How can ever-larger volumes of scientific data be processed and evaluated? And how can Earth observation data be meaningfully combined with ground measurements, thereby opening up new sources of information? In the cross-sectoral Big Data Platform project, researchers from the German Aerospace Center (DLR) are devising new methods for the future-oriented field of Big Data Science. The interdisciplinary research project involves 21 DLR institutes from the research fields of spaceflight, aeronautics, transport, energy, digitalisation and security – all working together. The project is set to run for four years and has received more than 21 million euro of funding.
The German ESA astronaut Alexander Gerst has been on the International Space Station (ISS) for over a month, and he has been conducting experiments that scientists have sent into space for him. This week, his activities included putting on two small tracking devices, which allow researchers from the German Aerospace Center (Deutsches Zentrum für Luft- und Raumfahrt; DLR) to track his movements.
On 6 July 2018 at 03:15 CEST (01:15 UTC), it was time. The team at the German Aerospace Center (Deutsches Zentrum für Luft- und Raumfahrt; DLR) MASCOT Control Center in Cologne received the first signals from the German-French asteroid lander MASCOT upon its arrival at the near-Earth asteroid Ryugu.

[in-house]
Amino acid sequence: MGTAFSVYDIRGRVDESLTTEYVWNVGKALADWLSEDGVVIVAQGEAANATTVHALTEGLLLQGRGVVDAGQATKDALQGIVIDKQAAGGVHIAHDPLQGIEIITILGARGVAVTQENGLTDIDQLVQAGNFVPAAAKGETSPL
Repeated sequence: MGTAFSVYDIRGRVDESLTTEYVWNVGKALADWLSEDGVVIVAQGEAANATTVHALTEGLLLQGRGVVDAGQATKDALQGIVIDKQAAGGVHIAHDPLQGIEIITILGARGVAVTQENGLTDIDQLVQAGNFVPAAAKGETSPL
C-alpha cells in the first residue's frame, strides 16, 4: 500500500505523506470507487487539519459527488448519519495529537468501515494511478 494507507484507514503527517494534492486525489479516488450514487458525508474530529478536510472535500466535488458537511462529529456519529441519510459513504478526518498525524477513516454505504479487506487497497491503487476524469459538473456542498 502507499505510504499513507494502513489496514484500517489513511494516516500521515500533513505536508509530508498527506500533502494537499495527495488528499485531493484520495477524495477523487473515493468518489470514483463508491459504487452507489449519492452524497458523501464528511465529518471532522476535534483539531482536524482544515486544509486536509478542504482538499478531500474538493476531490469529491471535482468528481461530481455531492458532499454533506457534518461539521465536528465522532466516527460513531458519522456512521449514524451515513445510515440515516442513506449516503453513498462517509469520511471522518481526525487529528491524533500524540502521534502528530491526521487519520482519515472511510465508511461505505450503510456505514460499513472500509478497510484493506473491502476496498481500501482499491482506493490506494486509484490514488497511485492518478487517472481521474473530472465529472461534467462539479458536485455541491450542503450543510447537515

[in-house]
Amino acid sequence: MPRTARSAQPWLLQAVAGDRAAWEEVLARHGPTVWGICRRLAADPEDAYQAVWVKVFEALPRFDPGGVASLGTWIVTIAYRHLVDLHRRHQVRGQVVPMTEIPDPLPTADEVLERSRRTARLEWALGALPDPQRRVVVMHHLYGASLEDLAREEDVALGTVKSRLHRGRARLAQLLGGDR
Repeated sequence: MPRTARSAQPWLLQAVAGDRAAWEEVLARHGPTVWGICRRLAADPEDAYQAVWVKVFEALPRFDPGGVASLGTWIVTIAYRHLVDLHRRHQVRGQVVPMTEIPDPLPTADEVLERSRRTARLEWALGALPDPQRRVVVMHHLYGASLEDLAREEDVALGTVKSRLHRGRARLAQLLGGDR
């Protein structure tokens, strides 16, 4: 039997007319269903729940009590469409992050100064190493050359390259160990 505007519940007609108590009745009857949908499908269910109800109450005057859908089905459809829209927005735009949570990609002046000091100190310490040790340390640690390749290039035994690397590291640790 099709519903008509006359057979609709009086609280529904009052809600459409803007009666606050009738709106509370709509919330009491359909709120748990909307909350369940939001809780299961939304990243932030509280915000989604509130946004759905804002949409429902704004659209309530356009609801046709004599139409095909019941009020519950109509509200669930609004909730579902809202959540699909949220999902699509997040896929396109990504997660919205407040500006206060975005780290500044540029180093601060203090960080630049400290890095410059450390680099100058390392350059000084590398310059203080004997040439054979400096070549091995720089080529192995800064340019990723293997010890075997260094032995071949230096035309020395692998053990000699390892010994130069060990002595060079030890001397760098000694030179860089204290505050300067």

A new 'cyber colleague' is on its way to the International Space Station (ISS) to join German ESA astronaut Alexander Gerst. CIMON and six other experiments for the 'horizons' mission lifted off from Cape Canaveral Air Force Station in Florida on Friday, 29 June 2018 at 11:42 CEST (05:42 local time) on board a US Dragon capsule with a Falcon 9 launcher.
The Japanese Hayabusa2 spacecraft has made a 3200-million-kilometre journey with the German-French Mobile Asteroid Surface Scout (MASCOT) lander on board. The two spacecraft have been travelling through the Solar System since December 2014, culminating in an approach manoeuvre to the near-Earth asteroid that has lasted several weeks and was completed on 27 June 2018.